Great Snacks for Toddlers and Kids

  • Apple Slices and Carrot Sticks dipped in Nut Butters
  • Plain yogurt – let kids swirl in a little honey or all fruit spread and add fruit, seeds, and/or whole grain cereal on top
  • Raw or lightly steamed veggies with hummus, olive dip (olives, pine nuts, garlic),  guacamole (mash an avocado with some salsa) or a natural dressing
  • Whole grain pitas filled with anything they like on sandwiches, can be served as sandwich or cut into strips and rolled
  • Bake some oatmeal raisin, peanut butter or granola cookies together – use whole wheat flour (pastry or light).  Make sure to put some in the freezer for another day
  • Make fruit salad together with fresh/frozen fruits – make enough for the whole family or let each child pick from the cup up fruits to fill their dish
  • Fruit shakes with frozen / fresh fruits, plain yogurt, rice milk, almond milk, sweeten with a little honey if needed.  Adding seltzer gives it a nice bubbly taste.
  • If you use fruit juice always cut it with water or seltzer.
  • Make snack mix from whole grain cereals, raisins, chocolate chips (grain sweetened if you don’t want sugar).  This also is great on yogurt.
      Mini whole wheat bagels or pitas can be do it yourself pizzas.  Let you kids sprinkle the cheese and pick a veggie or two add on top.
Hilary Jacobson, certified Swiss holistic lactation consultant and author of "Mother Food: A breastfeeding diet guide with lactogenic foods and herbs." 
has lots of great advice for women trying to maintain or increase their milk supply though healthy foods.

Jacobson is a founding member of the non-profit MOBI Motherhood Intl, an online resource for mothers facing extreme breastfeeding challenges, especially low milk supply.

She says that she researched "Mother Food" when she experienced persistent and severe low milk supply with each of her four children.

"When I saw how 'lactogenic' foods and herbs helped me make more milk I began to study mother-food traditions from around the world.   

Women have always been aware of foods that help them breastfeed, and these same foods were the preferred diet in the postpartum. "The more I learned, the more strongly I felt about creating a resource that would encapsulate and preserve our mother-food heritage. Once passed down from mother to daughter, now this knowledge was in danger of being lost."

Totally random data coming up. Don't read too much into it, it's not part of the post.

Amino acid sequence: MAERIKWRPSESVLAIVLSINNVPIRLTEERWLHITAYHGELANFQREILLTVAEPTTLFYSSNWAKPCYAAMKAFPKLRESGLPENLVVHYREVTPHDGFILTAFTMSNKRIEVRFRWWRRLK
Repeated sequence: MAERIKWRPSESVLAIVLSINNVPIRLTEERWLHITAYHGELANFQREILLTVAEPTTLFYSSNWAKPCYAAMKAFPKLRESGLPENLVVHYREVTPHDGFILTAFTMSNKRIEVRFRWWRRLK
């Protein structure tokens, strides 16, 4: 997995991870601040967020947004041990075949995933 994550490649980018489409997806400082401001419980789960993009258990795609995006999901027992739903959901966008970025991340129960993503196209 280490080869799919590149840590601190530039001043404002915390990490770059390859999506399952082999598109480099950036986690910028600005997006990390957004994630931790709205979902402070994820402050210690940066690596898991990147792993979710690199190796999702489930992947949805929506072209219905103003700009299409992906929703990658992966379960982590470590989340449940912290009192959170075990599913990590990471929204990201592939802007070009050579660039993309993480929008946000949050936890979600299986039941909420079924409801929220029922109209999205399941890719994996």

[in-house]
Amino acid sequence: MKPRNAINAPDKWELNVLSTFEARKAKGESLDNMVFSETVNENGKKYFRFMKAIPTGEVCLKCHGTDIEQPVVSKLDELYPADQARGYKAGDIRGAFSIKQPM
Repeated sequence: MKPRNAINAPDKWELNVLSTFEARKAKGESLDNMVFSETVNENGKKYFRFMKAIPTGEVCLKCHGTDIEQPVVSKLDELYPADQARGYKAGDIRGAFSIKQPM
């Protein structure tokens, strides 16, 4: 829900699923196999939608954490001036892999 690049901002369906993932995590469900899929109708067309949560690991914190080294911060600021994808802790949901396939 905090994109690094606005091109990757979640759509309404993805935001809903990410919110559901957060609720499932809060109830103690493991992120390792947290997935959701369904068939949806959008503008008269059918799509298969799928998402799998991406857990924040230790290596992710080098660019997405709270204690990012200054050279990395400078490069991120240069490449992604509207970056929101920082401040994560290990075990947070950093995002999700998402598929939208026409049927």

Today, Hilary Jacobson lives in Oregon where she works as a writer, speaker, and nutritional mentor for pregnant and breastfeeding mothers.

Learn more.

Mother Food

Changes for the Whole Family

Start small - if you use white flour start by adding 1/4 to 1/2 of whole grain flour to your recipes, slowly increase until you eliminate white flours (there are lighter whole grain flours, like "white whole wheat or whole wheat pastry flour that work better in some baking).

Use less prepared food but when buying supposedly whole grain products like breads read the ingredients, if the first ingredient is wheat flour or white flour, that is not whole grain, many breads contain high fructose corn syrup. There are better products appearing on the shelves, they are worth the search.

Add cooked and raw veggies to every meal

Add fruit to every meal

Fresh fruits and vegetables are Nutrient Dense Foods, that fill the stomach and provide a variety of vitamins and minerals.

Learn to use beans in your soups, stews, chilis and other dishes, they have lots of good nutrition for a low price. Soaking and cooking your own is even better then canned and they can be made in big batches and frozen.

Read labels – avoid High Fructose Corn Syrup, anything "modified" or "artificial"

How many grams of sugar?  How much Sodium?  When you are buying cereal for instance pick up several boxes and compare.  

Take a positive approach, not what shouldn't you /your family be eating, make lists of good foods you enjoy and pick from them often.

Benefits of changing diet are long term.  Eventually poor choices will catch up.
Short term benefits – maintain / loose weight, feel better, more energy, less colds and other illness.

Drastic changes could make you feel worse as your body detoxifies, so go slow or be prepared.